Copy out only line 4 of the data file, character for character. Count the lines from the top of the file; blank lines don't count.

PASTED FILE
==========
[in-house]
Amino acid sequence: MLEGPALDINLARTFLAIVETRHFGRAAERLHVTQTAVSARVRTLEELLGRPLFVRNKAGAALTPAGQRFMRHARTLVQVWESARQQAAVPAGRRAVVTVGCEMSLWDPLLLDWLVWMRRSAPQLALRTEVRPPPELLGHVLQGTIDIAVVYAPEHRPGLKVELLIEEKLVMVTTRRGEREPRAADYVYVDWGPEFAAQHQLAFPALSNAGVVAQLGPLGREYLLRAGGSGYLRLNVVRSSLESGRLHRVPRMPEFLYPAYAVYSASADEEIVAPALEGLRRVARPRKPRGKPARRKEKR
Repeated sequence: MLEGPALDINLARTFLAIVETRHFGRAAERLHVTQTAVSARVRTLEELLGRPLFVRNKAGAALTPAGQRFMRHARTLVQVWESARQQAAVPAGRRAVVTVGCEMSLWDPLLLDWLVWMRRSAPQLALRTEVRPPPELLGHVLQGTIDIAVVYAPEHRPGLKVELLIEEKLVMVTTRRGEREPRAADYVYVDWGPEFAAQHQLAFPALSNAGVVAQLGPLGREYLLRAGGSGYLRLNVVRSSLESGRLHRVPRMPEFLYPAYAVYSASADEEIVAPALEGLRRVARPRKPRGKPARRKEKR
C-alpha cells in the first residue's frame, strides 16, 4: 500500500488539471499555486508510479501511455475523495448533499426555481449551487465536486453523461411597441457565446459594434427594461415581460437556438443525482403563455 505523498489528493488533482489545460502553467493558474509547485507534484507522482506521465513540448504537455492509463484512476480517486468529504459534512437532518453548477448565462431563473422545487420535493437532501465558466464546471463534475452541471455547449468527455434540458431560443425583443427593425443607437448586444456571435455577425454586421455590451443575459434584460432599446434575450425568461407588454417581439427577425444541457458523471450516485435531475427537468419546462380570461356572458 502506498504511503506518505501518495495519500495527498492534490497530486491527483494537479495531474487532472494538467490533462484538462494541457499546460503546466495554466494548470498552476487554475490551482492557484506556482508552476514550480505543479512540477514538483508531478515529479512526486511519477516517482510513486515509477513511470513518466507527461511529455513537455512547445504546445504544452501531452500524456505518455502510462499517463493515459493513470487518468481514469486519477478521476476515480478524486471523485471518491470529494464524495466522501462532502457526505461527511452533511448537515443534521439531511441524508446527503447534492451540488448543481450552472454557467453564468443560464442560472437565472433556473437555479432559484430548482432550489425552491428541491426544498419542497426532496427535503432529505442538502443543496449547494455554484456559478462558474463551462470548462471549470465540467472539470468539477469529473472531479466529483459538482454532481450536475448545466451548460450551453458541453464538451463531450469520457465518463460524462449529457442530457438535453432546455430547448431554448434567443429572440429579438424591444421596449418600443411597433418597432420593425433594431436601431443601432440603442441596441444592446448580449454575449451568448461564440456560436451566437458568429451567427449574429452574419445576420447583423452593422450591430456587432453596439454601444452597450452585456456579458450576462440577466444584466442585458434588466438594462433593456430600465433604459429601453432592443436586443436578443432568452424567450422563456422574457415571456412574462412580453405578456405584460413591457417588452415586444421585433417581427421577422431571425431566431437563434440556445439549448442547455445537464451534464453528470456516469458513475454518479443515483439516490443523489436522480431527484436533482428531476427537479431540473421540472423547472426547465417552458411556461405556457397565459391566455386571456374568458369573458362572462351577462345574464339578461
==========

C-alpha cells in the first residue's frame, strides 16, 4: 500500500488539471499555486508510479501511455475523495448533499426555481449551487465536486453523461411597441457565446459594434427594461415581460437556438443525482403563455 505523498489528493488533482489545460502553467493558474509547485507534484507522482506521465513540448504537455492509463484512476480517486468529504459534512437532518453548477448565462431563473422545487420535493437532501465558466464546471463534475452541471455547449468527455434540458431560443425583443427593425443607437448586444456571435455577425454586421455590451443575459434584460432599446434575450425568461407588454417581439427577425444541457458523471450516485435531475427537468419546462380570461356572458 502506498504511503506518505501518495495519500495527498492534490497530486491527483494537479495531474487532472494538467490533462484538462494541457499546460503546466495554466494548470498552476487554475490551482492557484506556482508552476514550480505543479512540477514538483508531478515529479512526486511519477516517482510513486515509477513511470513518466507527461511529455513537455512547445504546445504544452501531452500524456505518455502510462499517463493515459493513470487518468481514469486519477478521476476515480478524486471523485471518491470529494464524495466522501462532502457526505461527511452533511448537515443534521439531511441524508446527503447534492451540488448543481450552472454557467453564468443560464442560472437565472433556473437555479432559484430548482432550489425552491428541491426544498419542497426532496427535503432529505442538502443543496449547494455554484456559478462558474463551462470548462471549470465540467472539470468539477469529473472531479466529483459538482454532481450536475448545466451548460450551453458541453464538451463531450469520457465518463460524462449529457442530457438535453432546455430547448431554448434567443429572440429579438424591444421596449418600443411597433418597432420593425433594431436601431443601432440603442441596441444592446448580449454575449451568448461564440456560436451566437458568429451567427449574429452574419445576420447583423452593422450591430456587432453596439454601444452597450452585456456579458450576462440577466444584466442585458434588466438594462433593456430600465433604459429601453432592443436586443436578443432568452424567450422563456422574457415571456412574462412580453405578456405584460413591457417588452415586444421585433417581427421577422431571425431566431437563434440556445439549448442547455445537464451534464453528470456516469458513475454518479443515483439516490443523489436522480431527484436533482428531476427537479431540473421540472423547472426547465417552458411556461405556457397565459391566455386571456374568458369573458362572462351577462345574464339578461